Marguerite Fowler said it sounded like a bomb went off. She said, “We don’t need all that excitement at our age.”

Outages for Central Maine Power Co. customers peaked around 4,000 in mid-afternoon — though for only about 20 minutes, said spokesman John Carroll. late afternoon, there were about 3,150 outages, most in York and Somerset counties.

“We didn’t have a lot of the heavy, wet, sticky snow, so that made a difference. It has been a very windy day,” Carroll said.

In downtown Portland, Preble Street’s day shelter was busy, with chairs in short supply at times but always enough room for everybody, said Jon Bradley, the organization’s associate director.

“The challenge on a day that’s snowy, for us in the day shelter at Preble Street, is that nothing else is open. We are quite full all day,” he said.

Michael Bobinsky, Portland’s director of public services, said cleanup efforts, which involved 40 pieces of equipment and more than 55 employees at the peak, were going smoothly. He said it helped that few vehicles were on the streets.

A “yellow” parking ban for the downtown area was in effect from 10 p.m. Monday until 6 a.m. today. That would help snow removal efforts around the Old Port, Bobinsky said. He said the cleanup effort is expected to last throughout today.

Sinsabaugh, the National Weather Service meteorologist, said temperatures were expected to drop dramatically, with temperatures reaching a low of 8 degrees in Portland overnight into today.

“That wind is going to persist, which will make it feel a lot colder than it really is,” he said.

the end of the week, temperatures are expected to be unseasonably warm. Sinsabaugh said they will climb into the 40s and possibly the 50s by this weekend, making Friday a pleasant day for those who plan to venture outside on New Year’s Eve.

Staff Writer Dennis Hoey and The Associated Press contributed to this report.

Staff Writer Ann S. Kim can be contacted at 791-6383 or at: [email protected]

Blizzard clobbers U.S. Northeast, strands travelers

The Associated Press

NEW YORK – Planes began landing again Monday at one of the nation’s busiest airports after a blizzard clobbered the Northeast with more than 2 feet of snow and closed the New York metropolitan area’s three airports, stranding thousands of travelers trying to get home after the holidays.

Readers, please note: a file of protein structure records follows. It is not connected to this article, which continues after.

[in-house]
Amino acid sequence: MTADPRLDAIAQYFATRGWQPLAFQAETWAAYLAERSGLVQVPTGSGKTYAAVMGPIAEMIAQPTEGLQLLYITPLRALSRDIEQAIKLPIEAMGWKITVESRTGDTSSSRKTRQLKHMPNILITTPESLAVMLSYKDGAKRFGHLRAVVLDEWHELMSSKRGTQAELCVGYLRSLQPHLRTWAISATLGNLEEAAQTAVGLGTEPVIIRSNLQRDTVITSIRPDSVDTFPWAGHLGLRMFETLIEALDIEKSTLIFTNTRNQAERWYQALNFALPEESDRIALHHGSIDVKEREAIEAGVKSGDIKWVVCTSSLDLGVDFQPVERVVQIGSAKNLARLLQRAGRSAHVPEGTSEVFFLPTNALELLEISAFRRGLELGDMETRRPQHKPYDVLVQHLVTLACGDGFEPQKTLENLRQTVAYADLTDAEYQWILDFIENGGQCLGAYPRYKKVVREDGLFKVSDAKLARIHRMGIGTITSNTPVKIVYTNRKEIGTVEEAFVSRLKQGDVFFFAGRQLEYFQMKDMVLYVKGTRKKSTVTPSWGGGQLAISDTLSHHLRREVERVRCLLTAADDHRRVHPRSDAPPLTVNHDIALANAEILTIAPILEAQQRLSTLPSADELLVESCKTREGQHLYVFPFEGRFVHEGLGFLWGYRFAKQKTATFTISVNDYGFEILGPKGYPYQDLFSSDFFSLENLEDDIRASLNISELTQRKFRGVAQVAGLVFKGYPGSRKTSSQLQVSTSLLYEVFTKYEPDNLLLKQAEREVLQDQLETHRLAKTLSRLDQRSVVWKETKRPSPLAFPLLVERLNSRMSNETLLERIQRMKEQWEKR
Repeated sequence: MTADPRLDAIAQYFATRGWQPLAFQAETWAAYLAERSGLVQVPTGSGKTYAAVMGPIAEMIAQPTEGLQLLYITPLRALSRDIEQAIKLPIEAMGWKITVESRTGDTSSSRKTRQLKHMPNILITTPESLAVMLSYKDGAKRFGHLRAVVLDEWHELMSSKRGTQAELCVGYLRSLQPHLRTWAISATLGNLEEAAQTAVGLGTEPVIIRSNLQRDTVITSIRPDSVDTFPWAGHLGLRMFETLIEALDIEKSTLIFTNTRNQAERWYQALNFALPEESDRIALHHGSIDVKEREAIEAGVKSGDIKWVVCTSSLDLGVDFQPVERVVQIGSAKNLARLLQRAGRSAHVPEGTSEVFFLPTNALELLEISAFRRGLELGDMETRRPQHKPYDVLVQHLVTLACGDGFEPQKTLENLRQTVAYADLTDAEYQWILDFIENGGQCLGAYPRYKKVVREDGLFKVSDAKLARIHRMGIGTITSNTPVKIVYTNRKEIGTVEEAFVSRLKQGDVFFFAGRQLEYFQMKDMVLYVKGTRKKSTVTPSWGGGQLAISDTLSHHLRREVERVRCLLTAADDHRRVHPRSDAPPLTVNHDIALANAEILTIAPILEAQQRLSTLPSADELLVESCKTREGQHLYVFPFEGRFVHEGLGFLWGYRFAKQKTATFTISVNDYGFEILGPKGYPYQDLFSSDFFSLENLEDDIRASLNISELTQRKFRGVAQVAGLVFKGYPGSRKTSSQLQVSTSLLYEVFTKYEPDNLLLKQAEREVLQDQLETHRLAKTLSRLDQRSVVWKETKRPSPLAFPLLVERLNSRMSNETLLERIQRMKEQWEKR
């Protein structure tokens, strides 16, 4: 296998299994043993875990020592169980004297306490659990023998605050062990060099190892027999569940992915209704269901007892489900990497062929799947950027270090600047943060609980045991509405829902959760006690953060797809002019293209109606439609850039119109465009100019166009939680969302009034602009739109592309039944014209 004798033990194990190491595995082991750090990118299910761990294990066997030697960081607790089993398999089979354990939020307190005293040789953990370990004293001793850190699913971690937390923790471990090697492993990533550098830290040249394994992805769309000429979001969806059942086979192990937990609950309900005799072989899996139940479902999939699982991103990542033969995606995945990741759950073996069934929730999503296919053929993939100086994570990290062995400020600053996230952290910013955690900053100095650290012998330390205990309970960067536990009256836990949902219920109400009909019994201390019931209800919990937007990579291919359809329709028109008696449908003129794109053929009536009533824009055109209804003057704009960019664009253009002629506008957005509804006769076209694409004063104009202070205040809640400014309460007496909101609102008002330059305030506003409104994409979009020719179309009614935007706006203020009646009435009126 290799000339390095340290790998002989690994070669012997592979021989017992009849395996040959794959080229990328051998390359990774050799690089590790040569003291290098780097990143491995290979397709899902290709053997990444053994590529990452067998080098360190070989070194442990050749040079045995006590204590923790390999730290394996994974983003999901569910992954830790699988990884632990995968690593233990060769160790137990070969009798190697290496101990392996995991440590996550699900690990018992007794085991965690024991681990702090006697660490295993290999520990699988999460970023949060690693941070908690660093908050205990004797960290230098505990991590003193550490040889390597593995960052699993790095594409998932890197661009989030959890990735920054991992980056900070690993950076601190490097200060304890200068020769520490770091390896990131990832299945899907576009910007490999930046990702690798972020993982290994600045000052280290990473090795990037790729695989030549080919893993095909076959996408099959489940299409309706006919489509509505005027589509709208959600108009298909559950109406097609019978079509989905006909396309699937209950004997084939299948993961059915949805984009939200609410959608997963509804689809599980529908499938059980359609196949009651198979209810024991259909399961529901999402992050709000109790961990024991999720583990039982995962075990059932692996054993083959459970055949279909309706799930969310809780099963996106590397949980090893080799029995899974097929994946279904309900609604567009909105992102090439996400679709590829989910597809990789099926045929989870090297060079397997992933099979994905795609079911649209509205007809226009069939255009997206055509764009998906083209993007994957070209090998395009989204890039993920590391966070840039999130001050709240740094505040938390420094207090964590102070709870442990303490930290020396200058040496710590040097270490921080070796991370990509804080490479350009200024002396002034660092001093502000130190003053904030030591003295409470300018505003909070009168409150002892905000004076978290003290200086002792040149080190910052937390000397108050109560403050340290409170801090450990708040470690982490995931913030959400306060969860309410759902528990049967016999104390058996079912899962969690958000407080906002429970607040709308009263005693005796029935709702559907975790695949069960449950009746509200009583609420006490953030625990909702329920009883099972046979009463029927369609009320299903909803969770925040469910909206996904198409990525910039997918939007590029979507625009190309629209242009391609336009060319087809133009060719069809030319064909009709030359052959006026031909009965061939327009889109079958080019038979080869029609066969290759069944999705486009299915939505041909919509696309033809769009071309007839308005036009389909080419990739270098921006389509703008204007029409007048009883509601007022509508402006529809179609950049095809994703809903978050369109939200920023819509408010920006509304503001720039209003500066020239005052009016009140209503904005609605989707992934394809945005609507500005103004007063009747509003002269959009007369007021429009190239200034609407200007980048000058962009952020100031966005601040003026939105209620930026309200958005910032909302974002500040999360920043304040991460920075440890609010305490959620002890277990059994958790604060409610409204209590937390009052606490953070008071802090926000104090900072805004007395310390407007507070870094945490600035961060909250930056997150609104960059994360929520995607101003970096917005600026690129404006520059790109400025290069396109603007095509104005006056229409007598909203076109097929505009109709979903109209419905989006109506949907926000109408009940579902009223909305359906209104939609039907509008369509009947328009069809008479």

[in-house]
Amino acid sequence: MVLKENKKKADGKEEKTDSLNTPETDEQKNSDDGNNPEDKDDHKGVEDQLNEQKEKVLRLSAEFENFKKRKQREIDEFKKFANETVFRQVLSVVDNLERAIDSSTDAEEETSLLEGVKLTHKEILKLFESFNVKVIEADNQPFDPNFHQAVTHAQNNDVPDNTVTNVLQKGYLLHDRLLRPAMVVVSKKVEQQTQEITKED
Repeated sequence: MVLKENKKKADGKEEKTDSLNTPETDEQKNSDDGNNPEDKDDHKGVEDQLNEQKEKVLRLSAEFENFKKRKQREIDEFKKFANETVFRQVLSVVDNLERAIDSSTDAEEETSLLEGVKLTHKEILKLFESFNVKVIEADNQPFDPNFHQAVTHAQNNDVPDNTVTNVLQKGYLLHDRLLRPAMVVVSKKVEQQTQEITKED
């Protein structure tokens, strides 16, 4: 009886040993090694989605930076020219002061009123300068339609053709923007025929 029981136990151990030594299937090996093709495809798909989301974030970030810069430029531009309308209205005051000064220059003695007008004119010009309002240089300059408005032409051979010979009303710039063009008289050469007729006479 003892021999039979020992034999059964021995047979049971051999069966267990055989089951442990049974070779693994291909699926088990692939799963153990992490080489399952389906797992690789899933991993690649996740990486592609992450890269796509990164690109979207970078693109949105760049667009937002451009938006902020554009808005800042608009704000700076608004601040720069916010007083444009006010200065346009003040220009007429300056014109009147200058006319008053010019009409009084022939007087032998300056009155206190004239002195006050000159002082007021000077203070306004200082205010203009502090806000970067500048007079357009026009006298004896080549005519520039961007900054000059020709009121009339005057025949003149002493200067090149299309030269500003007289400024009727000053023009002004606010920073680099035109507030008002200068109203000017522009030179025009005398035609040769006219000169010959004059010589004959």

A Royal Jordanian flight was the first to arrive at John F. Kennedy International Airport, shortly before 7 p.m., said Steve Coleman, of the Port Authority of New York and New Jersey, which operates the airports. Flights were expected to begin arriving at Newark and LaGuardia airports later in the evening.

The storm walloped the Northeast on Sunday, stymieing most means of transportation. Flights were grounded. Buses sputtered to a halt in snow drifts. Trains stopped in their tracks. Taxi drivers abandoned their cabs in the middle of New York’s snow-clogged streets. Even the New York City subway system — usually dependable during a snowstorm — broke down in spots, trapping riders for hours.

Snowfall totals included a foot in Tidewater, Va., and Philadelphia, 29 inches in parts of northern New Jersey, 2 feet north of New York City, and more than 18 inches in Boston.

Some airline passengers could be stuck for days. Many planes are booked solid because of the busy holiday season, and airlines are operating fewer flights because of the economy.

Many side streets in New York City remained unplowed well into the day. Some New Yorkers complained that snowplow crews were neglecting neighborhoods in the outer boroughs in favor of Manhattan.

A testy Mayor Michael Bloomberg defended the city’s cleanup effort, saying the furious pace of the snowfall — 2 to 3 inches per hour — required crews to plow streets repeatedly.

At the Manchester Boston Regional Airport outside Manchester, N.H., 25-year-old Alicia Kinney slept overnight in the baggage claim area.

“I’m trying to stay positive,” she said.

The blizzard had a ripple effect on air travel, stranding thousands of people at airports around the country.

Two passenger buses headed back to New York City from the Atlantic City, N.J., casinos became stuck on New Jersey’s Garden State Parkway. State troopers, worried about diabetics aboard, brought water and food as emergency workers worked to free the vehicles.

Not even professional hockey players could beat the frozen conditions. The Toronto Maple Leafs, after defeating the New Jersey Devils 4-1 in Newark, N.J., got stuck in traffic for four hours on their way to the team hotel. Center Tyler Bozak tweeted in one middle-of-the-night dispatch: “Roads closed in new jersey stuck on the bussss. Brutaallll!!”